Infantry Soldiers in Day 7 of one station unit training took on Sand Hill’s Eagle Tower for the first time Friday.
The members of F Company, 1st Battalion, 50th Infantry Regiment, took turns climbing and descending the structure, which features “A-frame” steps, wooden ladders and platforms, roped bridges, a cargo net and 52-foot rappel wall. Unit leaders said the obstacle builds teamwork, motivation and confidence for the “Red Phase” of training — which covers the first three weeks — and the remainder of the cycle.
“It’s all about overcoming fear,” said Sgt. 1st Class Philip Richards, the company’s first sergeant. “Ninety percent of people are afraid of heights. The biggest thing for us is to show they can overcome their emotions and fears.
“This gives them a sense of accomplishment. It builds trust between the drill sergeant and private as well. Nothing makes you feel more warm and fuzzy than when your feet hit the ground.”
Some trainees picked up the rappelling techniques quicker than others, springing off the wall and toward the ground. But all urged each other along as they went up and down Eagle Tower.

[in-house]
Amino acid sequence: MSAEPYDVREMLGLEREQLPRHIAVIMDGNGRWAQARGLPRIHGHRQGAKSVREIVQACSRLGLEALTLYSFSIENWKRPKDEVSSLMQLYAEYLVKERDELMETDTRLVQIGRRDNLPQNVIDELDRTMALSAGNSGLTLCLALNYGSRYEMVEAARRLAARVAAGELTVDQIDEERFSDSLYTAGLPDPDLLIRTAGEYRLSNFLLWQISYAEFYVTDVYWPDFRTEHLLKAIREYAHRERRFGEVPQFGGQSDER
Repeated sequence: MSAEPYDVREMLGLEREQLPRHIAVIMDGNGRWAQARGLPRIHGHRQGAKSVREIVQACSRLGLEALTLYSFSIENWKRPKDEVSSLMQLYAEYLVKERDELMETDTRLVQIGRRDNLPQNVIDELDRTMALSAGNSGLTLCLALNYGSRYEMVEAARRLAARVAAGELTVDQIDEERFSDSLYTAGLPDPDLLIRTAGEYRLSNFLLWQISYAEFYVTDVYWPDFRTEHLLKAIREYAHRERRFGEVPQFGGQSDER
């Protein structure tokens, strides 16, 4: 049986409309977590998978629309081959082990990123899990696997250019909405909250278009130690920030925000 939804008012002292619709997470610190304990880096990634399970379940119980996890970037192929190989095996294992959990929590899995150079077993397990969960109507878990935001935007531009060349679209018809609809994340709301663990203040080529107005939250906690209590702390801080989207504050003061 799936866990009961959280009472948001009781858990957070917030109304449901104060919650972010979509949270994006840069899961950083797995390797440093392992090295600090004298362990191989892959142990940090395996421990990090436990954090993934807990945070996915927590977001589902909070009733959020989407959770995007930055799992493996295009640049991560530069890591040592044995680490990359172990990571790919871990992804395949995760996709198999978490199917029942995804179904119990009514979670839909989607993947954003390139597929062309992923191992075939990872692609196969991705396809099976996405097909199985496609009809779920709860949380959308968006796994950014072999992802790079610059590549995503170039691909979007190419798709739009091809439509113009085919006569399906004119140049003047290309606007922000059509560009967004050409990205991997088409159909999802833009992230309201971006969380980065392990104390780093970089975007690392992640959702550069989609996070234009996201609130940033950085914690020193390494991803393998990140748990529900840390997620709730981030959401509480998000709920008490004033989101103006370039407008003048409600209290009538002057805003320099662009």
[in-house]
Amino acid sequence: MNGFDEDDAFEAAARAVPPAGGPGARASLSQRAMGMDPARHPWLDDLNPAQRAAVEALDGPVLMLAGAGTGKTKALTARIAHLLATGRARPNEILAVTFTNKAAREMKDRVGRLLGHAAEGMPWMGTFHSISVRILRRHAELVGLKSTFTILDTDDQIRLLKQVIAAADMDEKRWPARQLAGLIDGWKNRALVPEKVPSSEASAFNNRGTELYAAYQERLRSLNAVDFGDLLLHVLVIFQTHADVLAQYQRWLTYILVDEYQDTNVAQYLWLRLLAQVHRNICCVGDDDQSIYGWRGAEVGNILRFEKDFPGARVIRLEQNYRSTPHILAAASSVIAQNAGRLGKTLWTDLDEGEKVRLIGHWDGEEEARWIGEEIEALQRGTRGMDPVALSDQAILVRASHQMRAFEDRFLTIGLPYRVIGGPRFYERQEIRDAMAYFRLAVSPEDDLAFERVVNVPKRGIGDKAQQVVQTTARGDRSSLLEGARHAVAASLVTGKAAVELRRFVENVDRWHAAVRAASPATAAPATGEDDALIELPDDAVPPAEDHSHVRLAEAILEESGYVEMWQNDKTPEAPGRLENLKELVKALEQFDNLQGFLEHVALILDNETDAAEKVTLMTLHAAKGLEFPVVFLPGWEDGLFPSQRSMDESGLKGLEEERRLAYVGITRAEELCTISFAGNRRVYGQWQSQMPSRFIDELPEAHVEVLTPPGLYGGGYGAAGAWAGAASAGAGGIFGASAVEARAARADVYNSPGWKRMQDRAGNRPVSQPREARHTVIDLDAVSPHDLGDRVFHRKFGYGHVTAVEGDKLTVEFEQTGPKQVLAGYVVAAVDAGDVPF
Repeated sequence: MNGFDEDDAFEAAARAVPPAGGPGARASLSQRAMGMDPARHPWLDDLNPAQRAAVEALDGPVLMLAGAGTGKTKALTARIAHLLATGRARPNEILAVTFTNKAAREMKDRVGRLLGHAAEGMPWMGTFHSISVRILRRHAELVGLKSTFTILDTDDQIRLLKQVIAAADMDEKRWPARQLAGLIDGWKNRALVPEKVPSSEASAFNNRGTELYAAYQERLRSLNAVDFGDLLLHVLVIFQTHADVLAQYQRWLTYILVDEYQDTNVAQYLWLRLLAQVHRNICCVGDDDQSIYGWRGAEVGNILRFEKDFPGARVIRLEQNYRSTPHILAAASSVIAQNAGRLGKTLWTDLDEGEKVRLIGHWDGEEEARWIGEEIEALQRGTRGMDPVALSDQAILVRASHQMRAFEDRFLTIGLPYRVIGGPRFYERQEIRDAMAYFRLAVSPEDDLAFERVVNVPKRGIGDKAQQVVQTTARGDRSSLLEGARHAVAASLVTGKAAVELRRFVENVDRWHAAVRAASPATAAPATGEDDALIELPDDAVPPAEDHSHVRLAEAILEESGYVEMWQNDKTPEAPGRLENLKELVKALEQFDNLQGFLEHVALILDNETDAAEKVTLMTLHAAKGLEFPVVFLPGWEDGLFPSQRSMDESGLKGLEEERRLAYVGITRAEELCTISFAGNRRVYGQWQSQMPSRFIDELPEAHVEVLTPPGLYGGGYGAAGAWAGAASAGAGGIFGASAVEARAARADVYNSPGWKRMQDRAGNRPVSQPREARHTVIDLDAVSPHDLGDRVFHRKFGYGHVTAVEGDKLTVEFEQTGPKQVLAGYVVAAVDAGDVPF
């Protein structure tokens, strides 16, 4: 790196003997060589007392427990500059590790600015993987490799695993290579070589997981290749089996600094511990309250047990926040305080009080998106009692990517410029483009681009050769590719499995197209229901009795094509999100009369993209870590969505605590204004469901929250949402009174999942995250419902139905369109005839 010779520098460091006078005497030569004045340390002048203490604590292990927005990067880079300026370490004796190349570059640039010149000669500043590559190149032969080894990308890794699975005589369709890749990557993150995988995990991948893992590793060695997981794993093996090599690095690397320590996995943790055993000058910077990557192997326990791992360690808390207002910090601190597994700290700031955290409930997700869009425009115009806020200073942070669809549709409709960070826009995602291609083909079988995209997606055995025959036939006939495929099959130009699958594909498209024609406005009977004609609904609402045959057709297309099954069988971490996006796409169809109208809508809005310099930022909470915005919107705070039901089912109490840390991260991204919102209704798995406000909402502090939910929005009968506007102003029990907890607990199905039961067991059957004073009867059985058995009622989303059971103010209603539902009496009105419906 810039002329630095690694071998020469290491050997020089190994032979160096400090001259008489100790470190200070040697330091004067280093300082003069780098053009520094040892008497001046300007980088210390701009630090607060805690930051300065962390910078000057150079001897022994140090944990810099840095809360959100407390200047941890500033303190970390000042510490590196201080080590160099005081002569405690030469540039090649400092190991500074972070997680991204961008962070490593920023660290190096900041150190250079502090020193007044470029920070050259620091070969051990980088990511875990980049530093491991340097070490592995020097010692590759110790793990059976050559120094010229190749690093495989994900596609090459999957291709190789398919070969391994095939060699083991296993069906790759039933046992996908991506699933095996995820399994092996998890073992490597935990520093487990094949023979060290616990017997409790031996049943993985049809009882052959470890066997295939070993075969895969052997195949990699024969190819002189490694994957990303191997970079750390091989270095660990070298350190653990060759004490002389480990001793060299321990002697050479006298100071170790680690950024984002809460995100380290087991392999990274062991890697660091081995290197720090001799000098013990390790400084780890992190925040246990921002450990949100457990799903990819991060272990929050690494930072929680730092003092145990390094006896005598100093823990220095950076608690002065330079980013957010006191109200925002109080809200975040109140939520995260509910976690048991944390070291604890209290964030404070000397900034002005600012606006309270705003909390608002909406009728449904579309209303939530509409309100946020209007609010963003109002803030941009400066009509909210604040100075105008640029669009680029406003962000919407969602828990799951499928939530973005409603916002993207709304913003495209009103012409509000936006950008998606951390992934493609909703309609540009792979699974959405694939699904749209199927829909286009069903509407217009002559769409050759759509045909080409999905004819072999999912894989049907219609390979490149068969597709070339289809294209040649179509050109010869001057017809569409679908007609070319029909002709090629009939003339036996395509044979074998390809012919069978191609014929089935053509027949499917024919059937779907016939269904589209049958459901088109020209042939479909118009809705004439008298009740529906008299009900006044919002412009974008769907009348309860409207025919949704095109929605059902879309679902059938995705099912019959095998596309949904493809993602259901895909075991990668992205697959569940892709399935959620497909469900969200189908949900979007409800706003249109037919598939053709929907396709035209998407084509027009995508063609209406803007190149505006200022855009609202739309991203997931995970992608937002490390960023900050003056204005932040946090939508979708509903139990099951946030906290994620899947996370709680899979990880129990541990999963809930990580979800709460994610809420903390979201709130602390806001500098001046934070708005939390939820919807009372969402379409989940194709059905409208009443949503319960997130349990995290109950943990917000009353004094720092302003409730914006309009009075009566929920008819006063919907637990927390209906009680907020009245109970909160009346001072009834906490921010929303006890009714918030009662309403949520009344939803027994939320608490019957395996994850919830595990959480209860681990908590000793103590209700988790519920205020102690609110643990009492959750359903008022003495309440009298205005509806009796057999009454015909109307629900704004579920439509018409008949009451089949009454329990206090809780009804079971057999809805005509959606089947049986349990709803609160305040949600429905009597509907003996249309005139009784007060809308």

Pfc. Jesse Matta, 21, of Columbia, Tenn., said he rappelled many times before with his father, as the two would go rock climbing. But the large group made this time different. “There’s definitely more pressure when you have someone else’s life in your hands,” he said. “You have to watch out for your own mistakes and others making mistakes as well, and hope everyone gets through it safely. You have to be safe at all times.”
Staff Sgt. Hector Guzman, NCOIC of Eagle Tower, said attention to detail, focus and following instructions are the keys to overcoming the obstacle.
“They’re scared when they get up there,” Richards said. “They’ve got to listen to everything the drill sergeant tells them to do — and put it in play.”
After reaching the top of Eagle Tower and peering over the edge, Spc. Joseph Avery said he found hope in Hope, his wife back home in Pollocksville, N.C.
“This was my first time doing something like this, and I’m scared of heights, terrified,” the 28-year-old new Soldier said moments after landing on the ground. “As soon as I looked down, I felt like I was gonna have a panic attack. But I counted to five and calmed myself down. Then I imagined my wife at the bottom, telling me it was OK and to come on down.
“I’ve learned to face my fears so far. Once you get through it, you feel like you can press on and do more.”
The company went through the gas chamber Thursday and was set to engage the Sand Hill confidence course Saturday, completing the Week 1 “trifecta,” Richards said. That’s a typical first-week arrangement in the beginning of Infantry OSUT.
“You accomplish something you never thought you’d be able to endure. This is all set up to show them it’s possible,” he said. “We build the team, build their individual confidence, then try to sustain it the rest of the cycle.”
The company’s holiday block leave is set for Dec. 16 to Jan. 4. Graduation is Feb. 10.